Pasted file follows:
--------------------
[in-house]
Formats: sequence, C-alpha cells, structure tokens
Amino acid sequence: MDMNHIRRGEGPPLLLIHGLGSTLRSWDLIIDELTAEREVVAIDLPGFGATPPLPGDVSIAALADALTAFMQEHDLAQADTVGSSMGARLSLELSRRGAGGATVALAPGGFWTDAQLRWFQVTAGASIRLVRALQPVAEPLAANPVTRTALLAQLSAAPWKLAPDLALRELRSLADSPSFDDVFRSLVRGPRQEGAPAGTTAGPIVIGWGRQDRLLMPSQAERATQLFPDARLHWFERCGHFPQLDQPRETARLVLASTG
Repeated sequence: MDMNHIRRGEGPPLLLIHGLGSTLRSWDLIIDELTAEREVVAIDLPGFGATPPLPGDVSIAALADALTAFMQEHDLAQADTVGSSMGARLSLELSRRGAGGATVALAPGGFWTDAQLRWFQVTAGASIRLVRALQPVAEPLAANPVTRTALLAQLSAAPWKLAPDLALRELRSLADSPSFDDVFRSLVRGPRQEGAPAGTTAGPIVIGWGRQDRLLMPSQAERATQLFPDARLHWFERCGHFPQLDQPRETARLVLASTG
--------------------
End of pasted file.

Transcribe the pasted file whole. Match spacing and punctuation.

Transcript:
[in-house]
Formats: sequence, C-alpha cells, structure tokens
Amino acid sequence: MDMNHIRRGEGPPLLLIHGLGSTLRSWDLIIDELTAEREVVAIDLPGFGATPPLPGDVSIAALADALTAFMQEHDLAQADTVGSSMGARLSLELSRRGAGGATVALAPGGFWTDAQLRWFQVTAGASIRLVRALQPVAEPLAANPVTRTALLAQLSAAPWKLAPDLALRELRSLADSPSFDDVFRSLVRGPRQEGAPAGTTAGPIVIGWGRQDRLLMPSQAERATQLFPDARLHWFERCGHFPQLDQPRETARLVLASTG
Repeated sequence: MDMNHIRRGEGPPLLLIHGLGSTLRSWDLIIDELTAEREVVAIDLPGFGATPPLPGDVSIAALADALTAFMQEHDLAQADTVGSSMGARLSLELSRRGAGGATVALAPGGFWTDAQLRWFQVTAGASIRLVRALQPVAEPLAANPVTRTALLAQLSAAPWKLAPDLALRELRSLADSPSFDDVFRSLVRGPRQEGAPAGTTAGPIVIGWGRQDRLLMPSQAERATQLFPDARLHWFERCGHFPQLDQPRETARLVLASTG